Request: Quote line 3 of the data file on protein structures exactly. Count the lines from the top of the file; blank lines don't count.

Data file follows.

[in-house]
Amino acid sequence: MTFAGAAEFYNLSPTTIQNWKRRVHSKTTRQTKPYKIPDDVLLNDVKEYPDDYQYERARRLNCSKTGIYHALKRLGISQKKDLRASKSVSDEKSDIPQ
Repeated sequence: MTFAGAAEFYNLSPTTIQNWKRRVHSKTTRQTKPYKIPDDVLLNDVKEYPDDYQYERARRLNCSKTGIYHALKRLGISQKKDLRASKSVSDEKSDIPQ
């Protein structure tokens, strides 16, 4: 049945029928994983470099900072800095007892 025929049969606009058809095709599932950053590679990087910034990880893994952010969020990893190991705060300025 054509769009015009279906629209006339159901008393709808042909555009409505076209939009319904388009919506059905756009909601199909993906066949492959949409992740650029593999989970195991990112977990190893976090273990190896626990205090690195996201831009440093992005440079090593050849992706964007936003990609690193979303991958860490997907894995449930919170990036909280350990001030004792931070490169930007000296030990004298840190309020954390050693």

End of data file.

Repeated sequence: MTFAGAAEFYNLSPTTIQNWKRRVHSKTTRQTKPYKIPDDVLLNDVKEYPDDYQYERARRLNCSKTGIYHALKRLGISQKKDLRASKSVSDEKSDIPQ